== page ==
Washington’s state prison system has room for 17,498 inmates. On March 31, the Department of Corrections’ 12 facilities were nearly 1,000 heads over capacity, with 18,426 people in prison.
The DOC signed a contract to house those 1,000 extra inmates at the North Lake Correctional Facility in Baldwin, Michigan. Known as the Facility, the Michigan prison in owned and operated by private prison company called the GEO Group. News of the contract broke after GEO Group issued an announcement lauding the potential future profits to their shareholders May 21:
“The Facility is expected to begin the intake process in the fourth quarter of 2015 with a gradual ramp over several months. At full occupancy, the contract would generate approximately $24 million in annualized revenues.”
But even though Washington needs more space to house prisoners and inked a contract with a private prison company willing to house 1,000 of those prisoners, DOC Communications Director Jeremy Barclay says there are no plans to send inmates to the Facility.
“There are no current plans to utilize the contract with the GEO Group,” says Barclay. “In the event we need to utilize the contract in the future, advance notice will be provided to offenders, families, and other stakeholders.”
Why did the DOC enter into the contract if there are no plans to use it in the immediate future?
Barclay says a similar contract to use out-of-state beds if needed has been in place for 10 years. No inmates have been sent out of state since 2010, though. Barclay says the contract allows “flexibility” and “greater facility safety” for everyone.
According to the contract, both female and male offenders could be sent to the Facility. While in Michigan, inmates will be paid $2.00 per day to work inside the prison.
The Washington DOC would pay GEO Group $60 per inmate per day, a significant savings from the average in-state cost of $90.84 per day in 2014. GEO Group would even cover the cost of transporting the first 1,000 inmates to Michigan.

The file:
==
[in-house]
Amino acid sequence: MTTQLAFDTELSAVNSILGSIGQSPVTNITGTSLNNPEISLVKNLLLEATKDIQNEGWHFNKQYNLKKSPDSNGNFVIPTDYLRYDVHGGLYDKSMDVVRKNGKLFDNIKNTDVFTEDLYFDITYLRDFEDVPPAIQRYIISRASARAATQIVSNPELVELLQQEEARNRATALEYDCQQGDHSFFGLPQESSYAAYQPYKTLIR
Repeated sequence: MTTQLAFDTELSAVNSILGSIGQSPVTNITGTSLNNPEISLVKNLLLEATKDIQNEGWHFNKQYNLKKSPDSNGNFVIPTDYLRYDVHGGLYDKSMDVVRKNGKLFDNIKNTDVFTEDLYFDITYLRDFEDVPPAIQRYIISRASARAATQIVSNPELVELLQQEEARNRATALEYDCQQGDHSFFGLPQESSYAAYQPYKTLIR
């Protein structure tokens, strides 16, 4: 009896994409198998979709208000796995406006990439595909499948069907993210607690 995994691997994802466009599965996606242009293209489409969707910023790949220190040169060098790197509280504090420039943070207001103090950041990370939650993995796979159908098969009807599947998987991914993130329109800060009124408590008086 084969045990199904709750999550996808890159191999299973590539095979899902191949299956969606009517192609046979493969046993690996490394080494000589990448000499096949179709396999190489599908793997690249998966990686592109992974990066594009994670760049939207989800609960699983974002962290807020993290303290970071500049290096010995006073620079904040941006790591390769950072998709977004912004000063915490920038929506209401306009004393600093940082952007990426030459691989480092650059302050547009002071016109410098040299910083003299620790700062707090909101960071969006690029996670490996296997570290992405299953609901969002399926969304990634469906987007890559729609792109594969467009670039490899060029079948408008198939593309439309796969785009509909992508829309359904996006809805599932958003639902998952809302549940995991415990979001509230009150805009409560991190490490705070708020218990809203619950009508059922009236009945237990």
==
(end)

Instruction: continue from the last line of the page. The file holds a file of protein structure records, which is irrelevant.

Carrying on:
The only private prison in Washington— the GEO Group-owned and operated Northwest Detention Center, which houses up to 1,575 immigrant detainees in Tacoma — has seen frequent hunger strikes in recent years. After a visit to the NWDC, U.S. Congressman Adam Smith introduced a bill
seeking to mandate better conditions for immigrant detainees. Immigration and Customs Enforcement pays GEO group $165 per day to house detainees at the NWDC. In April, conditions at a facility the company operates in Texas led to a scathing audit from the Department of Justice
GEO Group Executive Director Pablo Paez says the Michigan prison won't be ready to house inmates for a few months.
“While the North Lake Facility is expected to be ready to provide these services beginning in the fourth quarter of 2015, there are no concrete inmate transfer dates specified in the contract,” says Paez. “GEO is proud to have begun a public-private partnership with the Washington DOC and will be ready when needed to provide high-quality, comprehensive correctional services.”
DOC's Andrew Garber says the contract is not intended to house the 1,000 current extra inmates, those inmates are already housed.